By Rowena Mason TDT 04 Mar 2011
Lack of investment over the past two to three years will most likely be the biggest driver of high oil prices, he said on Friday.
"We may face a situation at one stage where supply cannot meet demand," Mr Voser said. "That's where OPEC spare capacity will help but we have to replace significant barrelsbecause of natural decline over time."
The boss of Europe's biggest oil company said he had confidence in the ability of OPEC, the oil cartel, to compensate for the loss of 1m barrels per day of production from Libya. More than half the North African country's production has been lost as uprisings worsens and the nation heads towards civil war.
"I think as OPEC has highlighted there is enough spare capacity to actually replace the shortage of oil out of Libya and it will over time balance itself again," Mr Voser said.
"Once the Middle East calms down, the oil price will be in the area where it is determined by supply and demand.
"Hopefully in the longer term it will not have substantial impact on economy. I still see economic growth in 2011."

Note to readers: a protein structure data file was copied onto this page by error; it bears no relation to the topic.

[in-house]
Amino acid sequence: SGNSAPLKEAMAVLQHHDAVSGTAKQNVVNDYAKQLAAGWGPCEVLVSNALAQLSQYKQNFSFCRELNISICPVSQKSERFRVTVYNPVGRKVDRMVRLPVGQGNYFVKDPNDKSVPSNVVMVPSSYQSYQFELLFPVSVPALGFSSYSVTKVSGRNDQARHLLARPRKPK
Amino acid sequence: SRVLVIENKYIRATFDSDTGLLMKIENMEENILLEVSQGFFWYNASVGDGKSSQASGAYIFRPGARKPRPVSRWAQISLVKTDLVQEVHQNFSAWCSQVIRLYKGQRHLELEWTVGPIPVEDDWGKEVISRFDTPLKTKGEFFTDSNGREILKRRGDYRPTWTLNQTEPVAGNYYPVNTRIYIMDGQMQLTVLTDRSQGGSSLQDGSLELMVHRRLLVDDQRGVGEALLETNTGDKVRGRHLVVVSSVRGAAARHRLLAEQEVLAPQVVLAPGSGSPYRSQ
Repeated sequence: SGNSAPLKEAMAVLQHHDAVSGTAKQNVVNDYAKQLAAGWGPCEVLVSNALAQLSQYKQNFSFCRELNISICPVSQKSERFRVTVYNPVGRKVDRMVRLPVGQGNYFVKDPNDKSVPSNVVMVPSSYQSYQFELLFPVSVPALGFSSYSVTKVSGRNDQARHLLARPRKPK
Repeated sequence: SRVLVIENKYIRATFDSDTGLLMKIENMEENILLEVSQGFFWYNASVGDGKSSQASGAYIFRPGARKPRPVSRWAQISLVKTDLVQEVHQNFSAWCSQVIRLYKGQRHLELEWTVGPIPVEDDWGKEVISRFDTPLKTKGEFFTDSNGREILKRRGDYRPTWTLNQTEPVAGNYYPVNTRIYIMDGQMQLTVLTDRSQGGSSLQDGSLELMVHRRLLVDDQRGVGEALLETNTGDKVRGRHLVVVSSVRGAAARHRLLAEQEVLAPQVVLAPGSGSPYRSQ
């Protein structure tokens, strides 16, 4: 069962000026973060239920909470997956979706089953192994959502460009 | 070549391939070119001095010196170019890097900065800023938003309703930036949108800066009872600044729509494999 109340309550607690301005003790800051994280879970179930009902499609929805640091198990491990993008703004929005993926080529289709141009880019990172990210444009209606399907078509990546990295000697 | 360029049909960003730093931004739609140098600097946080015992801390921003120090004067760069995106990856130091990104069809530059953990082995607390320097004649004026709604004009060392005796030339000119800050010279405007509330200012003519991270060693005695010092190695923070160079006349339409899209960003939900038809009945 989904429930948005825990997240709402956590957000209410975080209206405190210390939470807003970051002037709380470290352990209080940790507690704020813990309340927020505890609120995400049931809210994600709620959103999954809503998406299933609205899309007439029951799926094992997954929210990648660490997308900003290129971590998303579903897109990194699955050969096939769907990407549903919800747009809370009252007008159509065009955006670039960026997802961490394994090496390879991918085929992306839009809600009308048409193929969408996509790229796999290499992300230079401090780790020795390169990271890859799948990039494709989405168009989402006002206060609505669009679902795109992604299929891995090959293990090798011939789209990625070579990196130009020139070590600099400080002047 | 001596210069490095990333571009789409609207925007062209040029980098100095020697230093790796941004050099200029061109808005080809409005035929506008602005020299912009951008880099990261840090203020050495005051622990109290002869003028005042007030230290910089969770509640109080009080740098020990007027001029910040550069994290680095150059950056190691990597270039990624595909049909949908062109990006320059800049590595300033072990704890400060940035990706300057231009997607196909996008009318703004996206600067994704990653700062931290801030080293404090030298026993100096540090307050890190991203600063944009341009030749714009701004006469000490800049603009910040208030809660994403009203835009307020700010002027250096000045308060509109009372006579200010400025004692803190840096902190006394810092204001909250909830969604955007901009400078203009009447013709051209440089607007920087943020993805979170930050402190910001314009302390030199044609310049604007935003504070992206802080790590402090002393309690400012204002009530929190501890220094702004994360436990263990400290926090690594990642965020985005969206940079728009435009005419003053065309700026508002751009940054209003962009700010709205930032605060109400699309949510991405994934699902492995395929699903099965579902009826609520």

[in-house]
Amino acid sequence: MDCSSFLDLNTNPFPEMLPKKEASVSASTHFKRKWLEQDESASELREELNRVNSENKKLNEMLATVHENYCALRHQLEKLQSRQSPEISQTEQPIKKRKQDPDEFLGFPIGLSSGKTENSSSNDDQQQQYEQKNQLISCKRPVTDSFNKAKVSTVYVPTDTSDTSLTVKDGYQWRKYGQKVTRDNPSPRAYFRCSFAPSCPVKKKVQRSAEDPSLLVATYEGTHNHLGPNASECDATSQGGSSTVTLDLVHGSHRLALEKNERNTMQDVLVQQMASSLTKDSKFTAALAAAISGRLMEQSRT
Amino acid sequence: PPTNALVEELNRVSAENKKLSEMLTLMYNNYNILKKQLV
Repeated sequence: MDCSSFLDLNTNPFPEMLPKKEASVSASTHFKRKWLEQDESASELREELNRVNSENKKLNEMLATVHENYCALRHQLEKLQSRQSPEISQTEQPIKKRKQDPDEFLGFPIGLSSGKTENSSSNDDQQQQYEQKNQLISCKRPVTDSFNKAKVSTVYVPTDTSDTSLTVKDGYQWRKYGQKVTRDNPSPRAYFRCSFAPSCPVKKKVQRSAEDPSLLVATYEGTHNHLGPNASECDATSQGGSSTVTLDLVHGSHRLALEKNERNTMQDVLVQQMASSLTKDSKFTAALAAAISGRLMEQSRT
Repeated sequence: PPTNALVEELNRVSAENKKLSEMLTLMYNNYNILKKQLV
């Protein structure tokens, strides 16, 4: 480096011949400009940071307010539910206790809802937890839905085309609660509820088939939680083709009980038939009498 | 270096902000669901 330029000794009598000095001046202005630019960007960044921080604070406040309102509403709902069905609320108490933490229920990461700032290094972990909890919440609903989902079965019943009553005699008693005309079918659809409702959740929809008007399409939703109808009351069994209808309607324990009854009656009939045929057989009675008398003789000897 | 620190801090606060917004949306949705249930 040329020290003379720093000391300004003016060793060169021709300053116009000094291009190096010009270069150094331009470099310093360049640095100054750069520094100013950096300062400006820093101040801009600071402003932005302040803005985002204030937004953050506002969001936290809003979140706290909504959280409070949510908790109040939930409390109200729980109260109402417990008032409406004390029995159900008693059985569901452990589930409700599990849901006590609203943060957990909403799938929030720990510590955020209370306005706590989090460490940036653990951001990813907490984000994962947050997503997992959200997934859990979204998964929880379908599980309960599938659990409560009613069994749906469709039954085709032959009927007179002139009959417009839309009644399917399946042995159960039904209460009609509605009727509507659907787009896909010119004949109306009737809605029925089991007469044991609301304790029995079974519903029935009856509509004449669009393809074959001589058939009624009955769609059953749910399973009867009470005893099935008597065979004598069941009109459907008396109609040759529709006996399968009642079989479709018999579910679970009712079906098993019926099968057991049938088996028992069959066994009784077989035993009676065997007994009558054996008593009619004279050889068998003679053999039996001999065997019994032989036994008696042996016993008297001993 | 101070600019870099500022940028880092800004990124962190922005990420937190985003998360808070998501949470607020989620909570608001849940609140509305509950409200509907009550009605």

The oil price rose again on Friday as tensions in Libya showed no signs of abating, having dropped down on Thursday on hopes of peace talks. The London benchmark, Brent crude, increased by $1.25, or 1pc, to $116.04 in barrel, as dozens more people were killed in clashes across the country.
The contract price has risen by 3.5pc this week and is up by more than 16pc since the beginning of the crisis in North Africa and the wider Gulf region.
Andrew Horstead, risk analyst at Utilyx, said: "Oil has soared to a two-and-a-half-year high of $116 a barrel and we expect prices to test new highs over the coming weeks if there is no sign of a political breakthrough. Prolonged instability in Libya and the prospect of an all-out civil war spilling over into neighbouring countries is the immediate concern. Any indications that Saudi Arabia is being dragged into the picture will raise immediate alarm bells and will almost certainly mean oil prices soaring further.
The Saudi Arabian stock market has plunged 20pc since mid-February on fears that it could also see insurrection. Shell is holding meetings with major investors about further changes to its executive pay, two years after a serious shareholder revolt.
On Friday, Hans Wijers, remuneration committee chairman, wrote to investors outlining changes to pacify them. The oil group froze executive pay last year and aligned bonuses more with performance.